iPSCs derivation methods
1. Lentivirus and retrovirus vectors
2. Plasmid-based episomal vectors
3. Transient transfection
4. PiggyBac transposon
5. Protein transduction
6. Small molecules
7. Synthetic mRNA - September 15, 2011
In 2010, Warren and colleagues developed a technology for reprogramming somatic cells to RNA-induced pluripotent stem cells (RiPSCs) and for redirecting pluripotent cells toward differentiated cells (RNA-mediated directed differentiation) based on administration of synthetic and modified mRNA.
Firstly, they manufactured a synthetic mRNA encoding GFP. The GFP open reading frame (GFP-ORF) is flanked by a 5ʼ untranslated region (GFP-UTR) with a Kosak sequence and a 3ʼ GFP-UTR with an oligo(dt) sequence. In preliminary experiments, GFP-mRNA was transfected (electroporation or cationic vehicle) into murine embryonic fibroblast and human epidermal keratinocytes. During these experiments, it was observed a dose-dependent cytotoxicity that was exacerbated on repeated transfection. The protein cytotoxicity was caused by activated antiviral defenses in mammalian cells. These innate immune responses were reduced by addition a uncapped products bearing 5ʼ triphosphates and by changing some mRNA bases.
Then, using synthetic and modified GFP-mRNA, they were analyzed: cellular penetration capacity, cell localisations for the coexpression of multiple proteins, cell growth and viability, repetitive transfections for high levels of ectopic protein expression and so on. All results showed that mRNA could be utilised to induced RiPSCs to diverse cell types.
Finally, they have developed a technology for reprogramming cells using synthetic and modified mRNAs encoding the four Yamanaka factors Oct4, Sox2, Klf4 and Myc (OSKM) or adding Lin28 (OSKML). mRNAs were transfected into four human cell types: Detroit 551, MRC-5 fetal fibroblasts, BJ postnatal fibroblasts, and fibroblast-like cells from a skin biopsy. The results demonstrated a good efficiency in quantity of iPSCs and reprogramming time. Validation of RiPSCs was done by several methods: immunostaining, DNA fingerprinting, test for developmental potential and so on. Given the efficiency of the RNA-induced pluripotent stem cells (RiPSCs), then, they used the same method to redirect pluripotent cells toward differentiated cells.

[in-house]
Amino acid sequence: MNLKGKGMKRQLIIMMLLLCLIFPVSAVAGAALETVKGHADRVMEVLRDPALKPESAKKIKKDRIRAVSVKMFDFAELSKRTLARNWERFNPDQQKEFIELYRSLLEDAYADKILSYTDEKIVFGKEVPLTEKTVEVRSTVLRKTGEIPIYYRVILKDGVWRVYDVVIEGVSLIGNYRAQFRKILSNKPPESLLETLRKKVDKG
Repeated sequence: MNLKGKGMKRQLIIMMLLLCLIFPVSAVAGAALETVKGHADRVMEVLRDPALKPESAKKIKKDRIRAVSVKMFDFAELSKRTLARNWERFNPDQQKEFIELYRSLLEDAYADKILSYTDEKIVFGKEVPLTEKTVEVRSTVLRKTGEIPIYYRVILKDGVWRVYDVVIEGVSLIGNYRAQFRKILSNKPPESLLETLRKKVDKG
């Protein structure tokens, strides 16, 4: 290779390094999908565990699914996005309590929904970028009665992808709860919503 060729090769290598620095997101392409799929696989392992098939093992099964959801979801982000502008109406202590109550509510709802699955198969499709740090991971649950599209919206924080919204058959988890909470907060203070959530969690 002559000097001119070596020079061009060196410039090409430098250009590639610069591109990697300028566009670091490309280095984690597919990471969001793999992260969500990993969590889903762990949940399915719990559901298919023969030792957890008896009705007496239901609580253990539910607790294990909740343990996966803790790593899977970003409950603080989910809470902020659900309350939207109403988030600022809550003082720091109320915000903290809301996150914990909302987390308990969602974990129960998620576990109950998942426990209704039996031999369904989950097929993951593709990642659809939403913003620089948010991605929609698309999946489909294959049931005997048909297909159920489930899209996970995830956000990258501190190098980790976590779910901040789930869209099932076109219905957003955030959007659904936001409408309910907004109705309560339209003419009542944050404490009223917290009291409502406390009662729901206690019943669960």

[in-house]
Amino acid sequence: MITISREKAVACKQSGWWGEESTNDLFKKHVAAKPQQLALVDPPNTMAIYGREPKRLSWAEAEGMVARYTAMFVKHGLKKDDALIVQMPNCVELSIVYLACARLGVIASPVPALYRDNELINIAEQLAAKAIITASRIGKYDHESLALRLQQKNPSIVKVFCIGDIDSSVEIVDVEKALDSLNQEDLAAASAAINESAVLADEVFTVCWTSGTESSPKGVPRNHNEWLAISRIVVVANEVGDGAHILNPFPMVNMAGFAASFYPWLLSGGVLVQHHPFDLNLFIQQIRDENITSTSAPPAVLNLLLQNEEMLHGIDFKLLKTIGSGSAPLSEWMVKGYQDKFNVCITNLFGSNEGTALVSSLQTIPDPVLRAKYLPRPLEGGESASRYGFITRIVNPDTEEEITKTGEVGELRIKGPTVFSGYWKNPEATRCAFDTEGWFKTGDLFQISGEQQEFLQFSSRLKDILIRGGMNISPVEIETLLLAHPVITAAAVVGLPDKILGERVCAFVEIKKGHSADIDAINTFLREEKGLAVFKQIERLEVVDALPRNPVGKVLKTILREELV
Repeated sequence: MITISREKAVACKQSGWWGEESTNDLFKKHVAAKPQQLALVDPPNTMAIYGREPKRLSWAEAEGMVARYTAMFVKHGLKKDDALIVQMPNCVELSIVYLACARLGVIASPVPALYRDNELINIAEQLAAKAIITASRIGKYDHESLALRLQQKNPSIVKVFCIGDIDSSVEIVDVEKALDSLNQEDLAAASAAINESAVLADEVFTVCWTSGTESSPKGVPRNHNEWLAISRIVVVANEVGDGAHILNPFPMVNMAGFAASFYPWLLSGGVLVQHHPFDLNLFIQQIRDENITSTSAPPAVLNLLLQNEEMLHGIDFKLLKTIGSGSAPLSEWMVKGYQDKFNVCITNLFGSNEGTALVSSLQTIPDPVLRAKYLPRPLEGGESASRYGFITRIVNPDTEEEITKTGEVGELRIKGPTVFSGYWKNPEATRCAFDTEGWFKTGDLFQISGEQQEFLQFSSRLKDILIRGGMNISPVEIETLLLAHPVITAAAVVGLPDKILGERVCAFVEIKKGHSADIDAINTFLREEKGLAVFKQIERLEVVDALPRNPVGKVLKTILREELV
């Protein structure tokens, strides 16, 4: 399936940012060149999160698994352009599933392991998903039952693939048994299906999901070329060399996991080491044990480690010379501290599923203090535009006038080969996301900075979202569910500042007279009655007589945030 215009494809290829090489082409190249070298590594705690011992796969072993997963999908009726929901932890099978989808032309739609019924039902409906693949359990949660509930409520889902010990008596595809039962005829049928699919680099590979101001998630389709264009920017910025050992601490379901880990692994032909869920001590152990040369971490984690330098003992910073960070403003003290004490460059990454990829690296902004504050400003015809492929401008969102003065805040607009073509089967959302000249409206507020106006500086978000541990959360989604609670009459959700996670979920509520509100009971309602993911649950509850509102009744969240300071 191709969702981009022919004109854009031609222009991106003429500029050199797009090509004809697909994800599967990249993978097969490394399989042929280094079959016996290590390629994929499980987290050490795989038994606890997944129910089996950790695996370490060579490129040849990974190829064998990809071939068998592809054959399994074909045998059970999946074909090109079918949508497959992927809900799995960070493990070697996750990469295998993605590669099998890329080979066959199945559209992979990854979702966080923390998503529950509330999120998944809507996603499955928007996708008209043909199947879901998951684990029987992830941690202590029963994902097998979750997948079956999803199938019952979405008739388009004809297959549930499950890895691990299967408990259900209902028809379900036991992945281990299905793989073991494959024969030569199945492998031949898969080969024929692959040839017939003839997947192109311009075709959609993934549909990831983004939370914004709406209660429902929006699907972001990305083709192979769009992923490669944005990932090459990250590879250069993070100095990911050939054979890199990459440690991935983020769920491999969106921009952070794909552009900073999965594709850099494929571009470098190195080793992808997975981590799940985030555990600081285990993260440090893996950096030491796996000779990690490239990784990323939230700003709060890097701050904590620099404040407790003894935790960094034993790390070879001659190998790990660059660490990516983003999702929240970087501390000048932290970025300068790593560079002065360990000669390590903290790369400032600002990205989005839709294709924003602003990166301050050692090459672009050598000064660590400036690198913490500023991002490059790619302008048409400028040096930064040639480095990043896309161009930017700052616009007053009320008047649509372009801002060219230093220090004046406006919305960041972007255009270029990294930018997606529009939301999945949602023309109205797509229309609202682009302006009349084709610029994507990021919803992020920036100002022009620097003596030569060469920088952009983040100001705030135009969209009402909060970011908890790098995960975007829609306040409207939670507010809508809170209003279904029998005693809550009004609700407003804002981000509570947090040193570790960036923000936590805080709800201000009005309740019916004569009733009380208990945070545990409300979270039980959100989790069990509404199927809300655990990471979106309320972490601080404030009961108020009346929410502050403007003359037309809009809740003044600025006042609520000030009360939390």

In conclusion, authors of mRNA-method have demonstrated that the administration of synthetic and modified mRNA generate iPSCs with high efficiency and that the technology can be applied to efficiently redirect pluripotent cell fate to terminally differentiated fates without compromising genomic integrity. In addition, they mention that this mRNA-technology can be used to express cancer or pathogen antigens for immunotherapy.
Taken together these data, we could hypothesize that this technology might also be utilised to direct conversion of somatic cell types, without the stage of iPSCs. Remain to be determined the molecules (proteins), encoded by mRNAs, for each somatic cells conversion.
Warren et al., Highly Efficient Reprogramming to Pluripotency and Directed Differentiation of Human Cells with Synthetic Modified mRNA, Cell Stem Cell (2010), doi: 10.1016/j.stem.2010.08.012